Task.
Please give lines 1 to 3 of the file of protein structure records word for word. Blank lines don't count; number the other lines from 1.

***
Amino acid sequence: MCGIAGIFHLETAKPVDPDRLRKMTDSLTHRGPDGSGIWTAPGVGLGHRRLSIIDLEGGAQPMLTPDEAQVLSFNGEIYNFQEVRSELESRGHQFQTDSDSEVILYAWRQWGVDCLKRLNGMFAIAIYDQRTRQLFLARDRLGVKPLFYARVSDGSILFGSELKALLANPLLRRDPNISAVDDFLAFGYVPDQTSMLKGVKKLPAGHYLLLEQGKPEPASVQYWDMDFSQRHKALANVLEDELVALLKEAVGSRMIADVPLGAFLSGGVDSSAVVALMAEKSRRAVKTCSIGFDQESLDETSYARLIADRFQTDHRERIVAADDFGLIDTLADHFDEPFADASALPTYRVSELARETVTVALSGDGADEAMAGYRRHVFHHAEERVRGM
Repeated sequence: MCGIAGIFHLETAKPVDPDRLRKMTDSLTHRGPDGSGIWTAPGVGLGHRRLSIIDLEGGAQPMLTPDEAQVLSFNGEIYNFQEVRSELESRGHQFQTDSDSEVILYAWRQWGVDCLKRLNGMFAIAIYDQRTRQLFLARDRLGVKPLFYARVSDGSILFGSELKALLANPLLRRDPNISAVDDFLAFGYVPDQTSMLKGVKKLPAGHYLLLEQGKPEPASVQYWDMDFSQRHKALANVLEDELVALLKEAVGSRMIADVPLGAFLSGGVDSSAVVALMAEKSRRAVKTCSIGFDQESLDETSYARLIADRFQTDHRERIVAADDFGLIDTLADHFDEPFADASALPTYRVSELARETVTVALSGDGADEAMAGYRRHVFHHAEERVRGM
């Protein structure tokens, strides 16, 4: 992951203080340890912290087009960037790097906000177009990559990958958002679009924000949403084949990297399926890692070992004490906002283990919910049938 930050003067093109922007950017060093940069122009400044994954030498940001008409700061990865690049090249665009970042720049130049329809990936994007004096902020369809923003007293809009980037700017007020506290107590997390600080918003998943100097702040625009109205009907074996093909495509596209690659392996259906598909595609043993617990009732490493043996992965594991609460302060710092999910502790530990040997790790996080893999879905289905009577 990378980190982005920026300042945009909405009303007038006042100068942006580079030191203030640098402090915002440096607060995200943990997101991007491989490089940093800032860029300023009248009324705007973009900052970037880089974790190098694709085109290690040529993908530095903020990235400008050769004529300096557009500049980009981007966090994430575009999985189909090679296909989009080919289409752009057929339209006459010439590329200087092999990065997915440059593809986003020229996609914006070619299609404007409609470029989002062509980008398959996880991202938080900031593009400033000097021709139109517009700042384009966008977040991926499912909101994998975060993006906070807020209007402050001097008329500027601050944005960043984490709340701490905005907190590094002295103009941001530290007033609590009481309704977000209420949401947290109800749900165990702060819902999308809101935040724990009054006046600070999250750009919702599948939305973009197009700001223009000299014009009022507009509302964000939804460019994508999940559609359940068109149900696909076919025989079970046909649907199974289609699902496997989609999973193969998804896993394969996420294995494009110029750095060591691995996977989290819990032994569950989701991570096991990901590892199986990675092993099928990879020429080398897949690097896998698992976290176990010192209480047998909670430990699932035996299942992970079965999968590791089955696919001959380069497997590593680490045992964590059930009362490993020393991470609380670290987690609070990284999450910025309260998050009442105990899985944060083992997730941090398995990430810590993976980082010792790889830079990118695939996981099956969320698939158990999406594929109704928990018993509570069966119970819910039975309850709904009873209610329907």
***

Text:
Amino acid sequence: MCGIAGIFHLETAKPVDPDRLRKMTDSLTHRGPDGSGIWTAPGVGLGHRRLSIIDLEGGAQPMLTPDEAQVLSFNGEIYNFQEVRSELESRGHQFQTDSDSEVILYAWRQWGVDCLKRLNGMFAIAIYDQRTRQLFLARDRLGVKPLFYARVSDGSILFGSELKALLANPLLRRDPNISAVDDFLAFGYVPDQTSMLKGVKKLPAGHYLLLEQGKPEPASVQYWDMDFSQRHKALANVLEDELVALLKEAVGSRMIADVPLGAFLSGGVDSSAVVALMAEKSRRAVKTCSIGFDQESLDETSYARLIADRFQTDHRERIVAADDFGLIDTLADHFDEPFADASALPTYRVSELARETVTVALSGDGADEAMAGYRRHVFHHAEERVRGM
Repeated sequence: MCGIAGIFHLETAKPVDPDRLRKMTDSLTHRGPDGSGIWTAPGVGLGHRRLSIIDLEGGAQPMLTPDEAQVLSFNGEIYNFQEVRSELESRGHQFQTDSDSEVILYAWRQWGVDCLKRLNGMFAIAIYDQRTRQLFLARDRLGVKPLFYARVSDGSILFGSELKALLANPLLRRDPNISAVDDFLAFGYVPDQTSMLKGVKKLPAGHYLLLEQGKPEPASVQYWDMDFSQRHKALANVLEDELVALLKEAVGSRMIADVPLGAFLSGGVDSSAVVALMAEKSRRAVKTCSIGFDQESLDETSYARLIADRFQTDHRERIVAADDFGLIDTLADHFDEPFADASALPTYRVSELARETVTVALSGDGADEAMAGYRRHVFHHAEERVRGM
């Protein structure tokens, strides 16, 4: 992951203080340890912290087009960037790097906000177009990559990958958002679009924000949403084949990297399926890692070992004490906002283990919910049938 930050003067093109922007950017060093940069122009400044994954030498940001008409700061990865690049090249665009970042720049130049329809990936994007004096902020369809923003007293809009980037700017007020506290107590997390600080918003998943100097702040625009109205009907074996093909495509596209690659392996259906598909595609043993617990009732490493043996992965594991609460302060710092999910502790530990040997790790996080893999879905289905009577 990378980190982005920026300042945009909405009303007038006042100068942006580079030191203030640098402090915002440096607060995200943990997101991007491989490089940093800032860029300023009248009324705007973009900052970037880089974790190098694709085109290690040529993908530095903020990235400008050769004529300096557009500049980009981007966090994430575009999985189909090679296909989009080919289409752009057929339209006459010439590329200087092999990065997915440059593809986003020229996609914006070619299609404007409609470029989002062509980008398959996880991202938080900031593009400033000097021709139109517009700042384009966008977040991926499912909101994998975060993006906070807020209007402050001097008329500027601050944005960043984490709340701490905005907190590094002295103009941001530290007033609590009481309704977000209420949401947290109800749900165990702060819902999308809101935040724990009054006046600070999250750009919702599948939305973009197009700001223009000299014009009022507009509302964000939804460019994508999940559609359940068109149900696909076919025989079970046909649907199974289609699902496997989609999973193969998804896993394969996420294995494009110029750095060591691995996977989290819990032994569950989701991570096991990901590892199986990675092993099928990879020429080398897949690097896998698992976290176990010192209480047998909670430990699932035996299942992970079965999968590791089955696919001959380069497997590593680490045992964590059930009362490993020393991470609380670290987690609070990284999450910025309260998050009442105990899985944060083992997730941090398995990430810590993976980082010792790889830079990118695939996981099956969320698939158990999406594929109704928990018993509570069966119970819910039975309850709904009873209610329907």